When there is injustice, dare to be the first to condemn it.
When something seems difficult, dare to do it anyway.
When life seems to beat you down, dare to fight back.
When there seems to be no hope, dare to find some.
When you’re feeling tired, dare to keep going.
When times are tough, dare to be tougher.
When love hurts you, dare to love again.
When someone is hurting, dare to help them heal.
When another is lost, dare to help them find the way.
When a friend falls, dare to be the first to extend a hand.
When you cross paths with another, dare to make them smile.
When you feel great, dare to help someone else feel great too.
When the day has ended, dare to feel as you’ve done your best.
Dare to be the best you can –
At all times, Dare to be!
― Steve Maraboli

MS Gets on My NervesMS WarriorMS Superhero

 





9 replies
  1. Mary
    Mary says:

    What an enjoyable read. …
    each and everyone of your words. …
    Great to know I am not alone. ….
    Thanks ye made my day 😀

    Reply
  2. Peggy Wills
    Peggy Wills says:

    Thanks again! I get so angry with those ads and the fact that they are not helping. Glad to see Selma Blair show the world what’s happening with MS.

    Reply
  3. Patricia
    Patricia says:

    I read every one of POSITIVE LIVING so my husband and I can understand exactly what our daughter experiences. Your articles are very helpful for us to understand what MS does.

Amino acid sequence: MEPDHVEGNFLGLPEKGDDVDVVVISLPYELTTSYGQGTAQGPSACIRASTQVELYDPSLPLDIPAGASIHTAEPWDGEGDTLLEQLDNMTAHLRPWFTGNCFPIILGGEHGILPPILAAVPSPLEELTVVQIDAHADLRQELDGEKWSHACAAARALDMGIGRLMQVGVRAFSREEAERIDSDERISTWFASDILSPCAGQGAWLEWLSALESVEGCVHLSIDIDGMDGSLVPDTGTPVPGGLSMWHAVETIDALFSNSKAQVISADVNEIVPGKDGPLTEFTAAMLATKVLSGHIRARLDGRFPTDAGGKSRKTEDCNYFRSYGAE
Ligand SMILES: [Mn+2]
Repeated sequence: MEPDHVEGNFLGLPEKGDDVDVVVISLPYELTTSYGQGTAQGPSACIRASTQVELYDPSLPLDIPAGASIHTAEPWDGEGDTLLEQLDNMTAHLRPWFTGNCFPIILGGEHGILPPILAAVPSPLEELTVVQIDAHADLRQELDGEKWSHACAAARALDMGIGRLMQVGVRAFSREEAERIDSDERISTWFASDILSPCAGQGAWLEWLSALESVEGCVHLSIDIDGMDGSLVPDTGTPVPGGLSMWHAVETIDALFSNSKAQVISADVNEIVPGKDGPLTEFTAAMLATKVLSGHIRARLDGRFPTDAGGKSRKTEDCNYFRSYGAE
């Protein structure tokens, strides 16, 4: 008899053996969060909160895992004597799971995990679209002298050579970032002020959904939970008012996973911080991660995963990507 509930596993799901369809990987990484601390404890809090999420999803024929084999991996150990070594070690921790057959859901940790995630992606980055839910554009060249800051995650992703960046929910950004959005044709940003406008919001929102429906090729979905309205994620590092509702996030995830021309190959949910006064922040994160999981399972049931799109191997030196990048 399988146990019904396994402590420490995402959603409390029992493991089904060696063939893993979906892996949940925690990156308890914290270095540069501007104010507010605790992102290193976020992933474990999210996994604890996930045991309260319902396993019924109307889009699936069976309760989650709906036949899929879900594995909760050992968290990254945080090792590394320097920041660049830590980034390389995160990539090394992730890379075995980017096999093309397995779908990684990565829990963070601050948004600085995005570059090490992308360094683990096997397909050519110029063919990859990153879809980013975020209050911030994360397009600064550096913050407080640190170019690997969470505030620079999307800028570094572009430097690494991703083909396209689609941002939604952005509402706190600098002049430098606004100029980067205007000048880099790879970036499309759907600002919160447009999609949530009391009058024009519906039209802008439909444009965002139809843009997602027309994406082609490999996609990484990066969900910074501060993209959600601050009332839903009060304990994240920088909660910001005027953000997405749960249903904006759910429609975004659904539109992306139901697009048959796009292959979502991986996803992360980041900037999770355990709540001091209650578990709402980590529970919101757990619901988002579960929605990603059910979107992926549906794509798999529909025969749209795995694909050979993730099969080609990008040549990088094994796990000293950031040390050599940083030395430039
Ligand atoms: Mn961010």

Reply
  4. Rodger Ashton-Smith
    Rodger Ashton-Smith says:

    Thanks Penelope it’s amazing that there are people who do care about us and do help. We should be thankful for them and them and not be judgmental of the other ones, so they aren’t judgmental of us.

    Reply
  5. JOANNE KRUIS
    JOANNE KRUIS says:

    My daughter was diagnosed at 29, she’s 34 now. My son is 31 and just diagnosed also. It’s been a rough couple of months waiting for the test results. Scott hates needles, his sister, Rebecca told him to suck it up that’s life now. I am grateful that they have each other and can joke about having scooter races when the time comes. Thanks for being real, having this site for us to come to.

    Reply
  6. Jan
    Jan says:

    Thank you once again Penelope for your insight on MS. My husband and I are moving in the fall because we found caring doctors who know so much about MS in another STATE!!! They listen to me and have helped me so much this past year. The traveling is getting too much for me….so moving to be near those wonderful doctors.
    Many Blessings to all, Jan🥰

    Reply
  7. Katie
    Katie says:

    Thanks for putting my thoughts into words! I recently had another mri scan to add to all the others over the years.Just to add an uptick pic of my ‘Swiss cheese’ brain.I did laugh to myself when people said oh right how did you get in what will they do now? My answer-well nothing .I will just plod along with the meds .It showed me again that people have no idea what a chronic illness is.Anyway thanks for your words when they pop up in my inbox i sit here at school waiting for my daughter to emerge and then find some non existent energy to cook supper!!!😀

    Reply